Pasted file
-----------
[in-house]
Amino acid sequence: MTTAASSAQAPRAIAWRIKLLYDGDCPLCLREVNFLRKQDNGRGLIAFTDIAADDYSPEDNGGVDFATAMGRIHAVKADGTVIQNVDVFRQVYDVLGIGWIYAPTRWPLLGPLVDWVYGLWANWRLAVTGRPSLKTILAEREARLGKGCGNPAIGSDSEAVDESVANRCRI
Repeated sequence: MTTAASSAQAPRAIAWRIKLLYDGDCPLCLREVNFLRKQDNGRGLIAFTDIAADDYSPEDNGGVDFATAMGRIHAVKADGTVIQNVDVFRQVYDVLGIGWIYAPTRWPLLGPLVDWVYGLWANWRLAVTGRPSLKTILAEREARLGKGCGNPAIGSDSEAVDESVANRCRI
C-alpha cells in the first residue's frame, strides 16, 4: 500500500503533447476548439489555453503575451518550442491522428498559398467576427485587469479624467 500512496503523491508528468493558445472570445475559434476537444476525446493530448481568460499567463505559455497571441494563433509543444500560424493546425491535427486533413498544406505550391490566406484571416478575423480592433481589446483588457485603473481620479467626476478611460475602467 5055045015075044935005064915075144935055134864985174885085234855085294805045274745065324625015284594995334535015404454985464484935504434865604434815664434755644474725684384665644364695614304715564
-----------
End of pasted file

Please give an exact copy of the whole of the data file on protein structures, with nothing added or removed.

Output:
[in-house]
Amino acid sequence: MTTAASSAQAPRAIAWRIKLLYDGDCPLCLREVNFLRKQDNGRGLIAFTDIAADDYSPEDNGGVDFATAMGRIHAVKADGTVIQNVDVFRQVYDVLGIGWIYAPTRWPLLGPLVDWVYGLWANWRLAVTGRPSLKTILAEREARLGKGCGNPAIGSDSEAVDESVANRCRI
Repeated sequence: MTTAASSAQAPRAIAWRIKLLYDGDCPLCLREVNFLRKQDNGRGLIAFTDIAADDYSPEDNGGVDFATAMGRIHAVKADGTVIQNVDVFRQVYDVLGIGWIYAPTRWPLLGPLVDWVYGLWANWRLAVTGRPSLKTILAEREARLGKGCGNPAIGSDSEAVDESVANRCRI
C-alpha cells in the first residue's frame, strides 16, 4: 500500500503533447476548439489555453503575451518550442491522428498559398467576427485587469479624467 500512496503523491508528468493558445472570445475559434476537444476525446493530448481568460499567463505559455497571441494563433509543444500560424493546425491535427486533413498544406505550391490566406484571416478575423480592433481589446483588457485603473481620479467626476478611460475602467 5055045015075044935005064915075144935055134864985174885085234855085294805045274745065324625015284594995334535015404454985464484935504434865604434815664434755644474725684384665644364695614304715564